Use this URL to cite or link to this record in EThOS: http://ethos.bl.uk/OrderDetails.do?uin=uk.bl.ethos.334999
Title: Anti-socialism in British politics, c.1900-1922 : the emergence of a counter-ideology
Author: Peters, James Nicholas
Awarding Body: University of Oxford
Current Institution: University of Oxford
Date of Award: 1992
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Abstract:
The thesis, "Anti-Socialism in British Politics, 1900-1922," is an attempt to combine the approaches of intellectual and political history in explaining the development of Conservative Party politics at a crucial period of social and political change. It pays particular attention to the relationship between political thought and action through the medium of 'ideology.' It attempts to illuminate this process with an extended case-study of the ideological opposition to 'Socialism' between 1880s and 1920s; it then traces the impact of these ideas to the strategic calculations and policy programmes of the Conservative party. It concludes by arguing that the ideological character of inter-war Conservatism can be best understood by reference to its resistance to Socialism, and it is through this doctrinal prism that the transformation of the Party into one dedicated to protecting the interests of industrialists and the middle-class, suburban salariat can be best understood. The thesis examines the processes of ideological innovation and operationalisation by which these interests were appealed to, and also reveals the political constraints which prevented Conservatives making too overt an appeal to the property-owning classes. The first half of the thesis is concerned with various intellectual and ideological responses to 'Socialism'; the contents of these critiques are treated as interesting in their own right, but are also related to the demands of a wider political culture, particularly as they were constructed with political needs in mind. The second half examines the political impact of Anti-Socialism in British politics at local and national level after 1906. It concludes by arguing that the relationship between Conservatism and the free market, limited government ideal of 'liberal' Individualism was closer than sometimes argued, that 'Anti-Socialism' brought the two creeds together, but in the end it was the 'common sense' Conservative modification of the Individualist creed which dominated political rhetoric and helped overcome many of the hidden tensions present in creating a Party for the 'property-owning democracy.'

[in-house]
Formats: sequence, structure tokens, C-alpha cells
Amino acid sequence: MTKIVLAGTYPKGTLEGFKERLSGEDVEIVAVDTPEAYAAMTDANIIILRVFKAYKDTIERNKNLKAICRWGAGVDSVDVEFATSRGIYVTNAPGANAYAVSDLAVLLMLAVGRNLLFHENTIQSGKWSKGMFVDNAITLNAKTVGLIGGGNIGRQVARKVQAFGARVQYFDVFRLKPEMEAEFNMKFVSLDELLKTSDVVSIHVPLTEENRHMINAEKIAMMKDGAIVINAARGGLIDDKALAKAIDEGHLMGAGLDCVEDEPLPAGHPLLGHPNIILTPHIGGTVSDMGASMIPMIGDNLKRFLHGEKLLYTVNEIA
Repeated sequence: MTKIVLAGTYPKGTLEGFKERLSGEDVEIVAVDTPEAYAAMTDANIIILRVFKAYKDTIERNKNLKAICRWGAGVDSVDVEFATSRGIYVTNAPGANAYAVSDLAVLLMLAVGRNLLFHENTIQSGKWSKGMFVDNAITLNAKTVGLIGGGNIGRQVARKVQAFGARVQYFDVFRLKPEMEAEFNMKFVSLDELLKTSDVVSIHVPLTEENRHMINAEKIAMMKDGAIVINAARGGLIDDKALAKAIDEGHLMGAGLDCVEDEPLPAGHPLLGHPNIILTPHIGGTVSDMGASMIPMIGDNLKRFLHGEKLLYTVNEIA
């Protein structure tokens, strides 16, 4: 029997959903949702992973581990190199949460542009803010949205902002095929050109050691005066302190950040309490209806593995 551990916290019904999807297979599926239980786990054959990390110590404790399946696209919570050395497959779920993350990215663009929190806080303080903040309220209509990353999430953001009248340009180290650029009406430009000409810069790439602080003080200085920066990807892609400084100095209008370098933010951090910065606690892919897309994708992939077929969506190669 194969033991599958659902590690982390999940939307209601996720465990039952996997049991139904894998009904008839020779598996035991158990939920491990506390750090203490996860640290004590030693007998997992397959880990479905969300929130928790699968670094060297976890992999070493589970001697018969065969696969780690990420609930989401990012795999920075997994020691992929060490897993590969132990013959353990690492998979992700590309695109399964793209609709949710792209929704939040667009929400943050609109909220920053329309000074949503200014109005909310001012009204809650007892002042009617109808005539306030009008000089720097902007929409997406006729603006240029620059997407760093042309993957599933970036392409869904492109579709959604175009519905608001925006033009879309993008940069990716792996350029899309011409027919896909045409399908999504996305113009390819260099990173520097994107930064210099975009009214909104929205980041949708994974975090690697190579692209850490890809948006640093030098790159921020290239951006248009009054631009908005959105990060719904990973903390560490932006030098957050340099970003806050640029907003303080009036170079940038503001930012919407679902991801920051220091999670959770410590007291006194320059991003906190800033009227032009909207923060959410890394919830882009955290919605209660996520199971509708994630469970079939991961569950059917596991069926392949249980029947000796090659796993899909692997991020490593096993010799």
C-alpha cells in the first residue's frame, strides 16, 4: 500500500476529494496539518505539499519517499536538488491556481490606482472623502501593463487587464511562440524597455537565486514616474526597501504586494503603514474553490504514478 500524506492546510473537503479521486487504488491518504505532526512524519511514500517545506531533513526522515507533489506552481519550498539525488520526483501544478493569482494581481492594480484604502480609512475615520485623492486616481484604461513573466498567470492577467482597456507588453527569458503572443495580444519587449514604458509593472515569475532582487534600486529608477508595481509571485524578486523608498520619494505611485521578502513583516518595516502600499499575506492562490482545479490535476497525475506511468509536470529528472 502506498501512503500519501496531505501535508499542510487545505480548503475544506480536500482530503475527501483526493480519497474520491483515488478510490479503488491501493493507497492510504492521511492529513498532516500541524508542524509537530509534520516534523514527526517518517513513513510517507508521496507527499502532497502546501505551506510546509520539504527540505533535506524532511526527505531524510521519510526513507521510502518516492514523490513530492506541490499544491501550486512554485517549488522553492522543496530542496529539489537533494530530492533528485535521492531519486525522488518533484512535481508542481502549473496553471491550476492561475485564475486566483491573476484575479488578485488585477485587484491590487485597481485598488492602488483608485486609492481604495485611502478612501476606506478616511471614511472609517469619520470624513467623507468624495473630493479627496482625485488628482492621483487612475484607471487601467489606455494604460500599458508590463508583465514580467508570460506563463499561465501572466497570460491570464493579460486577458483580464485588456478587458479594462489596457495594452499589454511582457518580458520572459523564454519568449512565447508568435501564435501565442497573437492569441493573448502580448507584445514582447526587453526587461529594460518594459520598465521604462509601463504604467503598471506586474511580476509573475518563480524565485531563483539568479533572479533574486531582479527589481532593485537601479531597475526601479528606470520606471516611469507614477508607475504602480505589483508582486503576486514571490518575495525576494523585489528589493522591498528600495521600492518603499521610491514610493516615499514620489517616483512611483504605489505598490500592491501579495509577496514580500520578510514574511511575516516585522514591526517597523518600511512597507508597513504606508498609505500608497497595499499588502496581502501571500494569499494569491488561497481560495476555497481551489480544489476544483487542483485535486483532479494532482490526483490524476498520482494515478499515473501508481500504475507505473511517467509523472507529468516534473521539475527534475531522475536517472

Supervisor: Not available Sponsor: Not available
Qualification Name: Thesis (Ph.D.) Qualification Level: Doctoral
EThOS ID: uk.bl.ethos.334999  DOI: Not available
Keywords: History ; Politics and government ; 20th century ; Great Britain Political science Public administration
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